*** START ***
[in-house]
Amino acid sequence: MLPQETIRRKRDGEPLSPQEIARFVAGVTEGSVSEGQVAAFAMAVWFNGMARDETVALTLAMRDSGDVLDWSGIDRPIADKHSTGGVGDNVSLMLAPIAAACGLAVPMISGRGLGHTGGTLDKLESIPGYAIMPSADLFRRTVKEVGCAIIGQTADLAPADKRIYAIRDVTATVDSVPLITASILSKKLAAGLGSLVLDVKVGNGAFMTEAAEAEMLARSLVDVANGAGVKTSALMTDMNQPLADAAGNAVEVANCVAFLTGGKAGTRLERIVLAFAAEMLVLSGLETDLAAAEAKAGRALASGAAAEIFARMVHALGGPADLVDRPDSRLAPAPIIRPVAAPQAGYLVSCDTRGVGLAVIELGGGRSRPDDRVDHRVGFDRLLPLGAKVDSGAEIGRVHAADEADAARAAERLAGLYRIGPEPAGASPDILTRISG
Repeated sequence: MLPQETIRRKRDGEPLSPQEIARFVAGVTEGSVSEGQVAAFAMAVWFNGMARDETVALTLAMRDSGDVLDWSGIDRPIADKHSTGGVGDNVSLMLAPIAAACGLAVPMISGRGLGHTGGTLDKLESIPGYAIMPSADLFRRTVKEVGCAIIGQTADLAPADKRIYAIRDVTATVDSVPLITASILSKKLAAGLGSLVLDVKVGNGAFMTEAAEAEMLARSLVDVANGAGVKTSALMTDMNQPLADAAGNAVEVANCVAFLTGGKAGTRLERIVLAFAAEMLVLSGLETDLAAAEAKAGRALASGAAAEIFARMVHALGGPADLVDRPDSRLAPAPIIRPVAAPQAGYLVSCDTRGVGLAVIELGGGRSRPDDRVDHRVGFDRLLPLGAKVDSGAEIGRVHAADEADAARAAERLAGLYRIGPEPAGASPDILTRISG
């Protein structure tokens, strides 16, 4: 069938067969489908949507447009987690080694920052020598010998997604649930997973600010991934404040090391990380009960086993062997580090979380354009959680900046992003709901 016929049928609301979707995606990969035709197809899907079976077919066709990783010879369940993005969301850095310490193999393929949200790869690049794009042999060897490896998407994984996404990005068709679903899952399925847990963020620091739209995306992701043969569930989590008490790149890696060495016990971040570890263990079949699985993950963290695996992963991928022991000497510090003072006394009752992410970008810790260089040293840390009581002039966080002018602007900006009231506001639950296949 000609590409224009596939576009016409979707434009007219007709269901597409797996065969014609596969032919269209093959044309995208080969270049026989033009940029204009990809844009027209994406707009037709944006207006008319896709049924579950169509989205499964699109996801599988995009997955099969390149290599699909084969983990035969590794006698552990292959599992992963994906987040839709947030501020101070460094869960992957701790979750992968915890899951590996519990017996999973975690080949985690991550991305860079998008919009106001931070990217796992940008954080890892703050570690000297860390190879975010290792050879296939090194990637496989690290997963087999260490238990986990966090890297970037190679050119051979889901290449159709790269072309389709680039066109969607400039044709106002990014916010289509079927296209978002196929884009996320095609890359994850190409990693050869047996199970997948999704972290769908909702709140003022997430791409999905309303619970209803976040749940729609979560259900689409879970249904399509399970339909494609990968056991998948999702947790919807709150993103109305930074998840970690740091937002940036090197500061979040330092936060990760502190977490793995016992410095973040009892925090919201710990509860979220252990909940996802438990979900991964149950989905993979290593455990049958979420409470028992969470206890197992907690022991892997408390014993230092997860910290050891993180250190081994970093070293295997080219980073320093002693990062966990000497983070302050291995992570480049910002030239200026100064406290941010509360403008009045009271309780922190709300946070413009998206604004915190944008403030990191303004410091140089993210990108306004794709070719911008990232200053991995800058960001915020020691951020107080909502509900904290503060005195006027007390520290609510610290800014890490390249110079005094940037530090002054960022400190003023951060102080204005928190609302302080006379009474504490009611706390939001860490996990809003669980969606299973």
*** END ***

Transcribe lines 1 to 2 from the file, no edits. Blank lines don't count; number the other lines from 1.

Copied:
[in-house]
Amino acid sequence: MLPQETIRRKRDGEPLSPQEIARFVAGVTEGSVSEGQVAAFAMAVWFNGMARDETVALTLAMRDSGDVLDWSGIDRPIADKHSTGGVGDNVSLMLAPIAAACGLAVPMISGRGLGHTGGTLDKLESIPGYAIMPSADLFRRTVKEVGCAIIGQTADLAPADKRIYAIRDVTATVDSVPLITASILSKKLAAGLGSLVLDVKVGNGAFMTEAAEAEMLARSLVDVANGAGVKTSALMTDMNQPLADAAGNAVEVANCVAFLTGGKAGTRLERIVLAFAAEMLVLSGLETDLAAAEAKAGRALASGAAAEIFARMVHALGGPADLVDRPDSRLAPAPIIRPVAAPQAGYLVSCDTRGVGLAVIELGGGRSRPDDRVDHRVGFDRLLPLGAKVDSGAEIGRVHAADEADAARAAERLAGLYRIGPEPAGASPDILTRISG